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Eliminate Abusive Child Labor Around The World
July 5, 2000
Thursday, July 6, 2000
Today's signing by President Clinton of the United Nations Optional Protocols prohibiting the forcible recruitment of children for use in armed conflict and protecting children from slavery, prostitution and pornography builds on the Clinton/Gore Administration's record of working to eliminate the worst forms of child labor around the world.
PRESIDENT CLINTON HAS MADE AMERICA A LEADER IN WORKING TO PREVENT ABUSIVE CHILD LABOR AROUND THE WORLD:
In his 1998 State of the Union address, President Clinton called upon the Congress and other nations to join in the fight against "the most intolerable labor practice of all – abusive child labor."
Building on these commitments, the President in his 1999 State of the Union address vowed: "[We] will lead the international community to conclude a treaty to ban abusive child labor everywhere in the world."
In his 2000 State of the Union address, the President again called for the elimination of abusive child labor.
IN 1999, THE PRESIDENT SPOKE TO THE ILO IN GENEVA URGING THE ADOPTION OF CONVENTION 182 TO ELIMINATE THE WORST FORMS OF CHILD LABOR:
In June of 1999, President Clinton became the first U.S. President to travel to Geneva to address the ILO Conference. He urged members to adopt Convention 182 and pledged to seek its ratification.
On December 2, 1999, with bipartisan support from the Senate, President Clinton signed ILO Convention Number 182 -"the Convention Concerning the Prohibition and Immediate Action for Elimination of the Worst Forms of Child Labor."
In signing Convention 182, President Clinton noted that tens of millions of children "are still forced to work in conditions that shock the conscience and haunt the soul. If we want to slam the door shut on abusive child labor," he stated, "we must open the door wide to education and opportunity."
Recognizing the importance of education in eliminating child labor, the convention requires ratifying nations to take steps to ensure access to basic education.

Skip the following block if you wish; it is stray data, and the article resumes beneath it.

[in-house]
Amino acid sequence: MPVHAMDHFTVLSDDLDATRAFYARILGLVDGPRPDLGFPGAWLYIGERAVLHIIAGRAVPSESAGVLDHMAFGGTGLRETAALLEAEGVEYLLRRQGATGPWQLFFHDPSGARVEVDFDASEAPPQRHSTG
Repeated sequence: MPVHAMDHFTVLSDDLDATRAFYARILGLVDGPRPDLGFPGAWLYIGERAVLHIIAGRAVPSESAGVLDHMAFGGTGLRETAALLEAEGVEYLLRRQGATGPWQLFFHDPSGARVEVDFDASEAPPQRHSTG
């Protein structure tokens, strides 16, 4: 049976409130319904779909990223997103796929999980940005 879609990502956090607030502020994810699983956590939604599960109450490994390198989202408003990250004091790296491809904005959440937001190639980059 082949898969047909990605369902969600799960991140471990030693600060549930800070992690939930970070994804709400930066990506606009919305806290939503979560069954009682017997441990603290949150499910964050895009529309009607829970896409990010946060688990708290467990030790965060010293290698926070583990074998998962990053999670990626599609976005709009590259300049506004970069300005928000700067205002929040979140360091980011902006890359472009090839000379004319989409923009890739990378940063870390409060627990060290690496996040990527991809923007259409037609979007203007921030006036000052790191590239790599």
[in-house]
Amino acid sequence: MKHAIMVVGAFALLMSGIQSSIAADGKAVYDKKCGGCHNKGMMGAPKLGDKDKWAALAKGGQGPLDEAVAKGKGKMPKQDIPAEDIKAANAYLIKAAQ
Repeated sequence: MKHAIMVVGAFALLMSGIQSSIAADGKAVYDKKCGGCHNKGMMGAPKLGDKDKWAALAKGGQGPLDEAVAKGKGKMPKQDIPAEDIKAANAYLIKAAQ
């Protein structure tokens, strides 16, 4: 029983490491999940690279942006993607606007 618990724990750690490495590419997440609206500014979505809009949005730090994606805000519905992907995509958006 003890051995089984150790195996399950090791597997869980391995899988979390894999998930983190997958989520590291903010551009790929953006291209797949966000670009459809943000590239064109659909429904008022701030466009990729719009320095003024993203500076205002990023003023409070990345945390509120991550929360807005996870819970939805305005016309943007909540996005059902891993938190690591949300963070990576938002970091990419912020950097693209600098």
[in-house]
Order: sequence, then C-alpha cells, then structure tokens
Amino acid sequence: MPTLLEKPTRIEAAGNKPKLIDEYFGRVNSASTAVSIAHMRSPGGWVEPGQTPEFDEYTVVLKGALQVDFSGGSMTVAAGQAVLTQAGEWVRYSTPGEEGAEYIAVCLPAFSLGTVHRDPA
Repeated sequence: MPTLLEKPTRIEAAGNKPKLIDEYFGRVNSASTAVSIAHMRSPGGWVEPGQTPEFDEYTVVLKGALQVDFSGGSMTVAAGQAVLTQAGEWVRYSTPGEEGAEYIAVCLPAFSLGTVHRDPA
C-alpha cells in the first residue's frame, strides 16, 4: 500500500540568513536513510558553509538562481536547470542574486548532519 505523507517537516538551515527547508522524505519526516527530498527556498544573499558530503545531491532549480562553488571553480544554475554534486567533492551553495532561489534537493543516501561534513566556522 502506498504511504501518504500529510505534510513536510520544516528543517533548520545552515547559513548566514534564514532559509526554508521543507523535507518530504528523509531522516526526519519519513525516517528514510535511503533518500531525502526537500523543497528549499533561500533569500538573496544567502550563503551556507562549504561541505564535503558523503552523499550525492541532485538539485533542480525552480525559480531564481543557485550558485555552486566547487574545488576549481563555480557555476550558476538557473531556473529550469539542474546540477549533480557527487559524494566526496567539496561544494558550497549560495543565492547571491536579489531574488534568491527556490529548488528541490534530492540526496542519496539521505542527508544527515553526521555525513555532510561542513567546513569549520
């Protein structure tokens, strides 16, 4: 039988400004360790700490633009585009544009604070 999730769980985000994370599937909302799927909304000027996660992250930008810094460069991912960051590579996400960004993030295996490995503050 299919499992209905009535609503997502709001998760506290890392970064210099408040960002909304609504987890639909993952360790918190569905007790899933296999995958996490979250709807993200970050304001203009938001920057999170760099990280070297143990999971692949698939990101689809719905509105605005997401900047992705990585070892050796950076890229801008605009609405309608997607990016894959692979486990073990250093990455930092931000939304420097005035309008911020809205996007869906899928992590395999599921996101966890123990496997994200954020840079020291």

The convention applies to all children under the age of 18, and defines the worst forms of child labor to include:
All forms of slavery and practices similar to slavery such as forced or compulsory labor, including forced or compulsory recruitment of children for use in armed conflicts.
The use of children in prostitution, pornography, drug production and drug trafficking.
The employment of children in work likely to harm their health, safety or moral well being.
UNDER THE CLINTON/GORE ADMINISTRATION, THE UNITED STATES HAS BECOME THE WORLD'S LARGEST CONTRIBUTOR TO THE INTERNATIONAL PROGRAM FOR THE ELIMINATION OF CHILD LABOR (IPEC):
In fiscal year 1999, President Clinton, with the encouragement and support of Senator Tom Harkin (D. Iowa), increased U.S. contributions to IPEC tenfold to $30 million - making this country the world's largest contributor. That funding level was maintained for fiscal year 2000.
Since 1995, the U.S. has funded projects to prevent or remove some 120,500 children in Africa, Asia and Latin America from dangerous or abusive work in many industries (including commercial agriculture, mining, fishing, the production of soccer balls, carpets, garments, fireworks, and footwear), as well as prostitution and domestic service.
BUILDING ON THIS RECORD, THE CLINTON/GORE ADMINISTRATION HAS PROPOSED TO MORE THAN DOUBLE RESOURCES TO COMBAT ABUSIVE CHILD LABOR IN THE 2001 BUDGET:
President Clinton has proposed $110 million in his FY 2001 budget – more than doubling last year's level of $45 million -- to help eliminate abusive child labor around the world. This $110 million commitment includes:
A 50% increase in the U.S. contribution to the ILO's International Program for the Elimination of Child Labor (IPEC) - to $45 million.
$55 million in new funding for targeted bilateral educational assistance to promote school rather than work in countries where exploitative child labor is prevalent.
Doubling - to $10 million - Customs Service resources to enforce the ban on the importation of goods made with forced or indentured child labor, denying such products access to the lucrative U.S. marketplace.
<center>THE PROBLEM OF ABUSIVE CHILD LABOR</center>
The ILO estimates that there are at least 250 million working children between the ages of five and 14 in developing countries -- about half of them work full-time and do not attend school.
Tens of millions of children work under very hazardous and abusive conditions. Around the world, young children in their formative years are exposed to hazardous conditions, including toxic and carcinogenic substances in manufacturing, dangerous conditions in mines and on sea fishing platforms, and backbreaking physical labor.
Some children labor in bondage, are sold into prostitution, or are indentured to manufacturers, working against debts for wages so low that they will never be repaid.
The majority (61 percent) of the working children are found in Asia, followed by Africa (32 percent), and Latin America and the Caribbean (seven percent). While Asia, by far the most populous region, has the highest number of child workers, Africa, the poorest region, has the highest proportion of child workers, with 41 percent of its children engaged in some form of economic activity.
Basic education improves the lives of children, their families, their countries, and the global community. Despite the benefits of education, about 20 percent--or 145 million--of the world's children six to 11 year-olds are out of school.
Groups under-served by education are often over-represented in child labor. Among these groups are girls, rural communities, specific linguistic and ethnic groups and the poor. For example, girls are more likely to work longer hours and be engaged in "invisible" domestic service. It is estimated that two-thirds of the out-of-school population are girls.